It’s been a good while since I listened to any big band swing: my playlist has been all duos, trios and small combos for the past few months. To my great shame, it’s also been a while since I went dancing or sat at my piano (I’ve been busy, mostly learning to roller skate)—but this disc might just be the kick up the backside which will send me freewheeling back to all three.
Released in June, Together Again is the work of two very unusual years for the NYC-based collective, whose output we previously described as “crisp, clean, and refreshingly joyful.” Fronted by the Count Basie Great American Swing Contest-winning trumpeter and vocalist, the 17-piece outfit kept working through numerous lockdowns until their recent reunion, compiling the fruits of their labors into a record which is equally polished and pleasant.
If one were putting on the perfect post-pandemic dance social, this tracklist would be a splendid starting point. Boasting Lindy hop essential staples like “The Big Apple Contest,” “One O’Clock Jump,” and “In a Mellow Tone,” it also features trad to keep the Balboa and shag dancers happy in the shape of “Mahogany Hall Stomp.”
Add to this lesser-heard titles like Les Brown’s “Bizet Has His Day” and you have the recipe for an event which is both a cathartic reunion with old favorites and a chance to meet new ones—in terms of the tunes, as well as the people. You could hardly book a better band than this one for your fantasy dance bonanza, either: members include All-American College Jazz Band alumnus Bijon Watson, ex-Dizzy Gillespie All-Star Big Band player Robert Edwards, and Marsalis (Wynton and Branford) sideman Sean Mason.
It feels wrong to mention any of these players without giving all their due, but there just aren’t the column inches to heap all the praise they deserve. If anyone grabbed my ear it was pianist (I know, I’m biased) Jordan Seigel—especially his masterful work on “Shiny Stockings.” His solos varied and skillful, it’s his comping which really sets him apart: Seigel fills every little gap in the melody with twinkling runs and rich chords—even managing to keep a stop-start solo going beneath the vocal—without ever overshadowing anyone. And his thunder-like rumbling runs (at 4:27 and again 4:52) gave me full-body shivers of joy.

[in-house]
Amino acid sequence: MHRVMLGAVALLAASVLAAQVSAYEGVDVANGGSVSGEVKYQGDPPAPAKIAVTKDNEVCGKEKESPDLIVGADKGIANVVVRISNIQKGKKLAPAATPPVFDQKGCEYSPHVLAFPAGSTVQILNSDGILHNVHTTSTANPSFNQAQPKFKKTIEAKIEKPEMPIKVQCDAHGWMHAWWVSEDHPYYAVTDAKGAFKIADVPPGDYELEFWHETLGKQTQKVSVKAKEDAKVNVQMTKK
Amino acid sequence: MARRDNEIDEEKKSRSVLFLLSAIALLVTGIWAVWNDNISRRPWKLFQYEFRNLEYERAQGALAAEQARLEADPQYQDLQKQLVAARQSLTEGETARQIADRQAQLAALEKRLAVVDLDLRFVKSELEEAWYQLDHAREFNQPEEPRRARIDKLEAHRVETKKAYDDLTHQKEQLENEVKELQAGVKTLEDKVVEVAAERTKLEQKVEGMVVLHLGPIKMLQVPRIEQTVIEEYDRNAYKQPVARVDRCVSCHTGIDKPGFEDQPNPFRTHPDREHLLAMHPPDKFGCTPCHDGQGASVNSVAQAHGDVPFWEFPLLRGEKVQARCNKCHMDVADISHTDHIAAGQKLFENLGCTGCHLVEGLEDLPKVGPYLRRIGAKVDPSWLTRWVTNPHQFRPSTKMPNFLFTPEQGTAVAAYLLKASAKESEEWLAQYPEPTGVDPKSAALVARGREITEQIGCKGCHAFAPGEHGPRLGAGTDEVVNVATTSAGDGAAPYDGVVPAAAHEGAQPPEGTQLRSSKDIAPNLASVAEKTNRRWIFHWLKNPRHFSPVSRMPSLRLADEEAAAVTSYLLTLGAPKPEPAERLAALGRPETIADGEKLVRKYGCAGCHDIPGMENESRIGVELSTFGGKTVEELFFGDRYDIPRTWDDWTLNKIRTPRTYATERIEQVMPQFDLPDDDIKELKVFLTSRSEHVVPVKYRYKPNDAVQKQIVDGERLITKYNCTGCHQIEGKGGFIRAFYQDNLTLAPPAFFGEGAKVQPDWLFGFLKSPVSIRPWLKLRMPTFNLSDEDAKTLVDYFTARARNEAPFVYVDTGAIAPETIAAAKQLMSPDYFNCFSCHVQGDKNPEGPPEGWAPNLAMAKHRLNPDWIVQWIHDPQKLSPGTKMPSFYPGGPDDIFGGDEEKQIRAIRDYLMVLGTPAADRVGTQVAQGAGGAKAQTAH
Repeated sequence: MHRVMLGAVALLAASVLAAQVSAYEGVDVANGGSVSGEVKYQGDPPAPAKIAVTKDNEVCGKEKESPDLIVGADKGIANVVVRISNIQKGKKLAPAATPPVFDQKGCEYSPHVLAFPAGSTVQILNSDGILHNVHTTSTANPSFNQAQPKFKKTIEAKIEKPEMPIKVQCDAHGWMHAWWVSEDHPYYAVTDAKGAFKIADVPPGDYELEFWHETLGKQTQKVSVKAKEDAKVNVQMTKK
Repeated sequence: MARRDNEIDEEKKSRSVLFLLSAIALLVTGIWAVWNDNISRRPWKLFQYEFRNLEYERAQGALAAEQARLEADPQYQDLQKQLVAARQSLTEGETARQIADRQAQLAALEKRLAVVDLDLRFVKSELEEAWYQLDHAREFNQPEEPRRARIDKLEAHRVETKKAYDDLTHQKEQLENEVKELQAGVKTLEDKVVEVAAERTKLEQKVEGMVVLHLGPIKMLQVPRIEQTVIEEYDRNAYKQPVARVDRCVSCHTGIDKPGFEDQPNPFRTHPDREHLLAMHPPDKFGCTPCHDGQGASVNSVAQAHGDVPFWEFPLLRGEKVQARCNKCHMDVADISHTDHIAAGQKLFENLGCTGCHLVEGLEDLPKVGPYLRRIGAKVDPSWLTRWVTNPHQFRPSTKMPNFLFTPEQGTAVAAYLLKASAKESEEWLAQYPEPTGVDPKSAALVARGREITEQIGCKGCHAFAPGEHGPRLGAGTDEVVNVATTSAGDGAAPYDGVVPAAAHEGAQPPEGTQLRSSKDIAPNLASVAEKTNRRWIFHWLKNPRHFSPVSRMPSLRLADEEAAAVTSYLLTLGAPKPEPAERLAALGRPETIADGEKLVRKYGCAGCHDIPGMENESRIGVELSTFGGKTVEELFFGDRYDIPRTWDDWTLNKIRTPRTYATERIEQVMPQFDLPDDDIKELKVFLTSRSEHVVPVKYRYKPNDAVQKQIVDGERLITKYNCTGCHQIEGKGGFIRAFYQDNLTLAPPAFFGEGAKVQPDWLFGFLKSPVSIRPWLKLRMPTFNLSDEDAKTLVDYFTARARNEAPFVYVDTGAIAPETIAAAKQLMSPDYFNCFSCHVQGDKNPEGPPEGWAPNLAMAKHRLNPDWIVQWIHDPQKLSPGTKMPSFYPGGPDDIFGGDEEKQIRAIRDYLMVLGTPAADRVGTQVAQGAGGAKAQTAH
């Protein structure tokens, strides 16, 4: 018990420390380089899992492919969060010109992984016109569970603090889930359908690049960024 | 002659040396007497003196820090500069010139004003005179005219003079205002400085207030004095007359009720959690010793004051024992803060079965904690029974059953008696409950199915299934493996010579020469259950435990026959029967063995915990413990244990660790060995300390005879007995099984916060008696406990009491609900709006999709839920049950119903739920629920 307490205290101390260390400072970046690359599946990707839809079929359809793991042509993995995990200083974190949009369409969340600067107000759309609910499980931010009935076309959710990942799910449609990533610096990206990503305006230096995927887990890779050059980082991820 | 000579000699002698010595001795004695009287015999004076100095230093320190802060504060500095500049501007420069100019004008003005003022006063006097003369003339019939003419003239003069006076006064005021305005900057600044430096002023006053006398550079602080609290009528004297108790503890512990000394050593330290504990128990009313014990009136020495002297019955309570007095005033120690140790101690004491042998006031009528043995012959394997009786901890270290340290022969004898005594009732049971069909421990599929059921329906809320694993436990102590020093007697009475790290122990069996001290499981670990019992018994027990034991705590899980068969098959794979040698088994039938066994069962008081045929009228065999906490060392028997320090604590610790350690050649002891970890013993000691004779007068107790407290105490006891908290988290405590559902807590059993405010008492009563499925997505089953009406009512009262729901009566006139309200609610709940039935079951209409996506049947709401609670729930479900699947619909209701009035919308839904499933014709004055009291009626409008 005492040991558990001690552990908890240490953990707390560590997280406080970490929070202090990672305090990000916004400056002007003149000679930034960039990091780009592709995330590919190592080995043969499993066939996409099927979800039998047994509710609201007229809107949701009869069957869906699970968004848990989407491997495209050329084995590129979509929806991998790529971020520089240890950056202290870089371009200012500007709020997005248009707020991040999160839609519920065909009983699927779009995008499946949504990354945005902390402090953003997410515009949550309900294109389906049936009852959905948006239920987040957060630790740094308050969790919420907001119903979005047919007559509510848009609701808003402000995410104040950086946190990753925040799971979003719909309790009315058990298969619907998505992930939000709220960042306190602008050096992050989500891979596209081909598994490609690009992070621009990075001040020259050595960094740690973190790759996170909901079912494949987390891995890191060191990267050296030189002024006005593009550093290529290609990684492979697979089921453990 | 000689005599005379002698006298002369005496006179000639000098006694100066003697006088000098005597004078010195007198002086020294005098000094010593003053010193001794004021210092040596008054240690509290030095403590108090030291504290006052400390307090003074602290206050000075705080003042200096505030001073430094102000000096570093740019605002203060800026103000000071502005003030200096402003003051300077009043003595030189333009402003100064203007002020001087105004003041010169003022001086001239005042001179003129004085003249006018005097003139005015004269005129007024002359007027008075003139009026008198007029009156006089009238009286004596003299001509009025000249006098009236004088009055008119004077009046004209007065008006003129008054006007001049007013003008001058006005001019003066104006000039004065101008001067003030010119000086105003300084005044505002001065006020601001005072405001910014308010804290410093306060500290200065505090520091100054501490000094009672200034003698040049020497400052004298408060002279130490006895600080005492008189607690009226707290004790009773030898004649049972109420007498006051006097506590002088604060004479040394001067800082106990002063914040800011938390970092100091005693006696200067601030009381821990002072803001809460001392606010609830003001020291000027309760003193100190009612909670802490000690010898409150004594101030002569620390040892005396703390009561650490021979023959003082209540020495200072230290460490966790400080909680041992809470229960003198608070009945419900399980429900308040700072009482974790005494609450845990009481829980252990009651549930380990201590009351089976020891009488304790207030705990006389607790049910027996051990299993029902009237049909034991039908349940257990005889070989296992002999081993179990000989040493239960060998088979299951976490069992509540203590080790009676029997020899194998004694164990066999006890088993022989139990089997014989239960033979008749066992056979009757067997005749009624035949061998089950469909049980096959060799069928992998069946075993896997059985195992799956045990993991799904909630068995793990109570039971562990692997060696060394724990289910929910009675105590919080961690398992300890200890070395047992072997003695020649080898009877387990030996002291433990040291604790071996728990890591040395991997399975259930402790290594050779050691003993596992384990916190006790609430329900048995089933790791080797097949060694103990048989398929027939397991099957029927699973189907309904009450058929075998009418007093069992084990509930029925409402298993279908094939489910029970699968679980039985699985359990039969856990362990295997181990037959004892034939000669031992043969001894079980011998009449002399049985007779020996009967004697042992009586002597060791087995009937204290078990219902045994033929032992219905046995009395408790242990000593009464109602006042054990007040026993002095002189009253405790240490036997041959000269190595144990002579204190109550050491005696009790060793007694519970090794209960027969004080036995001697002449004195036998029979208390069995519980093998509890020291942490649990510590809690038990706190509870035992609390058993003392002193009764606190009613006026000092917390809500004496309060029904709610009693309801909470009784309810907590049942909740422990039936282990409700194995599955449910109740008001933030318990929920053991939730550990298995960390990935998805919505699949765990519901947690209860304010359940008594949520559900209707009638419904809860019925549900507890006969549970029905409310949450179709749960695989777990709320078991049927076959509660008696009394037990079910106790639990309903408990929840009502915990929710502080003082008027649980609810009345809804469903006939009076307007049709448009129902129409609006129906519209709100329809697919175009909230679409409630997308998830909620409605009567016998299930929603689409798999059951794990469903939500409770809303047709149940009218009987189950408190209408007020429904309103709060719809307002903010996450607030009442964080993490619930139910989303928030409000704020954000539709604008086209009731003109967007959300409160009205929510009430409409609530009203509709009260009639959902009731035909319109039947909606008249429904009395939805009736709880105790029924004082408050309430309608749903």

I have to mention Alexa Barchini’s vocals, too, which remain utterly flawless, showcasing a range and precision to put her on a par with any of the old masters (because old mistresses doesn’t sound right). “You’d Be So Nice To Come Home To” is peppered with surgically precise trills and glissandos, while “Hallelujah I Love Him So” and “Take the ‘A’ Train” show that she has both the soulfulness and the sheer oomph to pull off rhythm ’n’ blues.
The way she plays with rhythm on “After You’ve Gone” leaves the eager listener constantly guessing exactly where the next note will fall. Barchini’s website says she began singing opera, but her performance here is weapons-grade jazz. (What it doesn’t say is which awards she has won—I can only assume she doesn’t chase them, because she would surely be a shoo-in.)
The production is excellent, occasionally spine-tinglingly so—I’m thinking particularly of the “Bizet Has His Day,” on which the final brass hit is so drenched in reverb that it sounds as though the whole band has been suddenly ejected into outer space, where their timeless sound will echo across the eons… It’s a tiny thing, but it oozes attention to detail.
Half of the tracks on this album were recorded remotely, but there’s absolutely nothing about the sound quality—even heard through high-end headphones—which would give this away. If anything, the remotely produced tunes have a tonal richness which sometimes surpasses the (still-superb) studio recordings.
I just don’t have a bad word to say about this album. I tried to find one—it doesn’t seem thorough to heap unmitigated praise upon a work—but I couldn’t. Take a listen on Bandcamp and then send a very well-earned $15 their way.